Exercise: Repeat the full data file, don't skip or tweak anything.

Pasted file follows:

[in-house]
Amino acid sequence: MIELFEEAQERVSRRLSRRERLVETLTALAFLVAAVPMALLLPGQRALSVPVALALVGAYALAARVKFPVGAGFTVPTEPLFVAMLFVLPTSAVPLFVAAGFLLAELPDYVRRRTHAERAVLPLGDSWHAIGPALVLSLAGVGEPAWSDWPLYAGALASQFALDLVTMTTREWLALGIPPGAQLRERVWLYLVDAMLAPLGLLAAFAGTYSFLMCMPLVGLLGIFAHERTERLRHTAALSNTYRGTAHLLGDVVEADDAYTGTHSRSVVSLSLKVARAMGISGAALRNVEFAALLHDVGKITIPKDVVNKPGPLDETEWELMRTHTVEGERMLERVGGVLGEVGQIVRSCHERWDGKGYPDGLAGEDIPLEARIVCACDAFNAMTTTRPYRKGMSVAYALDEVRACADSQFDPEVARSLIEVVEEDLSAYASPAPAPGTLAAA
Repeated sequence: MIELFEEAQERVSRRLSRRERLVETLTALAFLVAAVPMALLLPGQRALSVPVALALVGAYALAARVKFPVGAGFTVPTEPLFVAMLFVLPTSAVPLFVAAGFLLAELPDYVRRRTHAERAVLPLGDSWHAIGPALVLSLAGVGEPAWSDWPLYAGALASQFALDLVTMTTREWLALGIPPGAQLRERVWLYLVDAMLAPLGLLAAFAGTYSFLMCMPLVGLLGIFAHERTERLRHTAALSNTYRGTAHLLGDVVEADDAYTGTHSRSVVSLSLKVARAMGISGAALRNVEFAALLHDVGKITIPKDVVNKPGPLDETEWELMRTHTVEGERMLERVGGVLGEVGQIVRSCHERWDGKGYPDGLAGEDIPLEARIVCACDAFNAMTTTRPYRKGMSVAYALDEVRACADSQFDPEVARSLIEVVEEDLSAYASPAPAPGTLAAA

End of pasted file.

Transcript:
[in-house]
Amino acid sequence: MIELFEEAQERVSRRLSRRERLVETLTALAFLVAAVPMALLLPGQRALSVPVALALVGAYALAARVKFPVGAGFTVPTEPLFVAMLFVLPTSAVPLFVAAGFLLAELPDYVRRRTHAERAVLPLGDSWHAIGPALVLSLAGVGEPAWSDWPLYAGALASQFALDLVTMTTREWLALGIPPGAQLRERVWLYLVDAMLAPLGLLAAFAGTYSFLMCMPLVGLLGIFAHERTERLRHTAALSNTYRGTAHLLGDVVEADDAYTGTHSRSVVSLSLKVARAMGISGAALRNVEFAALLHDVGKITIPKDVVNKPGPLDETEWELMRTHTVEGERMLERVGGVLGEVGQIVRSCHERWDGKGYPDGLAGEDIPLEARIVCACDAFNAMTTTRPYRKGMSVAYALDEVRACADSQFDPEVARSLIEVVEEDLSAYASPAPAPGTLAAA
Repeated sequence: MIELFEEAQERVSRRLSRRERLVETLTALAFLVAAVPMALLLPGQRALSVPVALALVGAYALAARVKFPVGAGFTVPTEPLFVAMLFVLPTSAVPLFVAAGFLLAELPDYVRRRTHAERAVLPLGDSWHAIGPALVLSLAGVGEPAWSDWPLYAGALASQFALDLVTMTTREWLALGIPPGAQLRERVWLYLVDAMLAPLGLLAAFAGTYSFLMCMPLVGLLGIFAHERTERLRHTAALSNTYRGTAHLLGDVVEADDAYTGTHSRSVVSLSLKVARAMGISGAALRNVEFAALLHDVGKITIPKDVVNKPGPLDETEWELMRTHTVEGERMLERVGGVLGEVGQIVRSCHERWDGKGYPDGLAGEDIPLEARIVCACDAFNAMTTTRPYRKGMSVAYALDEVRACADSQFDPEVARSLIEVVEEDLSAYASPAPAPGTLAAA